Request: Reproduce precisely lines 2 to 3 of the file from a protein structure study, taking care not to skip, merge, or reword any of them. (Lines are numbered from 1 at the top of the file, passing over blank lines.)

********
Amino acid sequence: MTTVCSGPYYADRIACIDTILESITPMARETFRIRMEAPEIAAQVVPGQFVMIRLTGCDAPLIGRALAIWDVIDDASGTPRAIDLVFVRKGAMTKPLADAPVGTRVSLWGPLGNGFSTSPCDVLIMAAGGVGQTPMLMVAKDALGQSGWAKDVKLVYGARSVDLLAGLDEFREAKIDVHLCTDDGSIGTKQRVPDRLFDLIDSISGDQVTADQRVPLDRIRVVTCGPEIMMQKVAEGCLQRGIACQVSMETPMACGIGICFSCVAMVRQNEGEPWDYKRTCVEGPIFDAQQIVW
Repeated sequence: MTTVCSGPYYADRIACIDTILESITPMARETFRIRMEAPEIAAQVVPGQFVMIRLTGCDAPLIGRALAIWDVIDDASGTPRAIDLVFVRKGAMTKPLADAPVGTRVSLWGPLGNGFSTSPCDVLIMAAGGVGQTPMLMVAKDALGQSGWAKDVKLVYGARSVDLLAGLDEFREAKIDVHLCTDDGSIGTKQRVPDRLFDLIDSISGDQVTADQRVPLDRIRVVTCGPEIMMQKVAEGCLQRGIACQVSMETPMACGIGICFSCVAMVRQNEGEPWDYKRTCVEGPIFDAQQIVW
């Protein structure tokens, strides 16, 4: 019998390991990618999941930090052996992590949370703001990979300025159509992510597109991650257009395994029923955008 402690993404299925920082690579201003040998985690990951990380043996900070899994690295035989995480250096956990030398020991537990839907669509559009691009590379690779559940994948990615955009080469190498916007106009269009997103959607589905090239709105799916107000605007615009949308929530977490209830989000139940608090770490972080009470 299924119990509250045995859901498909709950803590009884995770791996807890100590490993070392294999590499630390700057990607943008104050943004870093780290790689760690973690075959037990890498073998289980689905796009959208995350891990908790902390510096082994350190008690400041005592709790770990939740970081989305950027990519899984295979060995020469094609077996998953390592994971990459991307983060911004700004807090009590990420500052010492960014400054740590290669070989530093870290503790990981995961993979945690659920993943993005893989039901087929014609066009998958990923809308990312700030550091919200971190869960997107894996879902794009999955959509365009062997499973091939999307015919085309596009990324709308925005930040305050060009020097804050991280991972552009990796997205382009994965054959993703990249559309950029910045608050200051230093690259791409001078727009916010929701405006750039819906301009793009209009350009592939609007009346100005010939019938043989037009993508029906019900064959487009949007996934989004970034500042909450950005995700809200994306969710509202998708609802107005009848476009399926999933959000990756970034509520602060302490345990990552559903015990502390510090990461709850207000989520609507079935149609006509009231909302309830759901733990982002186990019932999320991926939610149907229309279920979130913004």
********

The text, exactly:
Repeated sequence: MTTVCSGPYYADRIACIDTILESITPMARETFRIRMEAPEIAAQVVPGQFVMIRLTGCDAPLIGRALAIWDVIDDASGTPRAIDLVFVRKGAMTKPLADAPVGTRVSLWGPLGNGFSTSPCDVLIMAAGGVGQTPMLMVAKDALGQSGWAKDVKLVYGARSVDLLAGLDEFREAKIDVHLCTDDGSIGTKQRVPDRLFDLIDSISGDQVTADQRVPLDRIRVVTCGPEIMMQKVAEGCLQRGIACQVSMETPMACGIGICFSCVAMVRQNEGEPWDYKRTCVEGPIFDAQQIVW
């Protein structure tokens, strides 16, 4: 019998390991990618999941930090052996992590949370703001990979300025159509992510597109991650257009395994029923955008 402690993404299925920082690579201003040998985690990951990380043996900070899994690295035989995480250096956990030398020991537990839907669509559009691009590379690779559940994948990615955009080469190498916007106009269009997103959607589905090239709105799916107000605007615009949308929530977490209830989000139940608090770490972080009470 299924119990509250045995859901498909709950803590009884995770791996807890100590490993070392294999590499630390700057990607943008104050943004870093780290790689760690973690075959037990890498073998289980689905796009959208995350891990908790902390510096082994350190008690400041005592709790770990939740970081989305950027990519899984295979060995020469094609077996998953390592994971990459991307983060911004700004807090009590990420500052010492960014400054740590290669070989530093870290503790990981995961993979945690659920993943993005893989039901087929014609066009998958990923809308990312700030550091919200971190869960997107894996879902794009999955959509365009062997499973091939999307015919085309596009990324709308925005930040305050060009020097804050991280991972552009990796997205382009994965054959993703990249559309950029910045608050200051230093690259791409001078727009916010929701405006750039819906301009793009209009350009592939609007009346100005010939019938043989037009993508029906019900064959487009949007996934989004970034500042909450950005995700809200994306969710509202998708609802107005009848476009399926999933959000990756970034509520602060302490345990990552559903015990502390510090990461709850207000989520609507079935149609006509009231909302309830759901733990982002186990019932999320991926939610149907229309279920979130913004």